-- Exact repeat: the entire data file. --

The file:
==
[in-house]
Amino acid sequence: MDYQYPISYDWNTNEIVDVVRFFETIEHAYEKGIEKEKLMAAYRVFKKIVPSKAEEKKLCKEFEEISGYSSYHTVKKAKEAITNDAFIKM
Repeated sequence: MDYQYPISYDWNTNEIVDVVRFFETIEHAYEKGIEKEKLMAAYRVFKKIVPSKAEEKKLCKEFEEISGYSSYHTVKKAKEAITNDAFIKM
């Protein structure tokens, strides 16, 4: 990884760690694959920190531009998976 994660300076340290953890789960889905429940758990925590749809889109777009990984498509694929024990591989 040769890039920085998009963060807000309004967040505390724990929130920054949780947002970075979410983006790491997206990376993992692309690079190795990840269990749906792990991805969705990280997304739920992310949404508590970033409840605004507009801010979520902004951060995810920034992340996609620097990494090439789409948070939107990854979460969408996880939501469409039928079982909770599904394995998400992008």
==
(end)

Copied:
[in-house]
Amino acid sequence: MDYQYPISYDWNTNEIVDVVRFFETIEHAYEKGIEKEKLMAAYRVFKKIVPSKAEEKKLCKEFEEISGYSSYHTVKKAKEAITNDAFIKM
Repeated sequence: MDYQYPISYDWNTNEIVDVVRFFETIEHAYEKGIEKEKLMAAYRVFKKIVPSKAEEKKLCKEFEEISGYSSYHTVKKAKEAITNDAFIKM
């Protein structure tokens, strides 16, 4: 990884760690694959920190531009998976 994660300076340290953890789960889905429940758990925590749809889109777009990984498509694929024990591989 040769890039920085998009963060807000309004967040505390724990929130920054949780947002970075979410983006790491997206990376993992692309690079190795990840269990749906792990991805969705990280997304739920992310949404508590970033409840605004507009801010979520902004951060995810920034992340996609620097990494090439789409948070939107990854979460969408996880939501469409039928079982909770599904394995998400992008």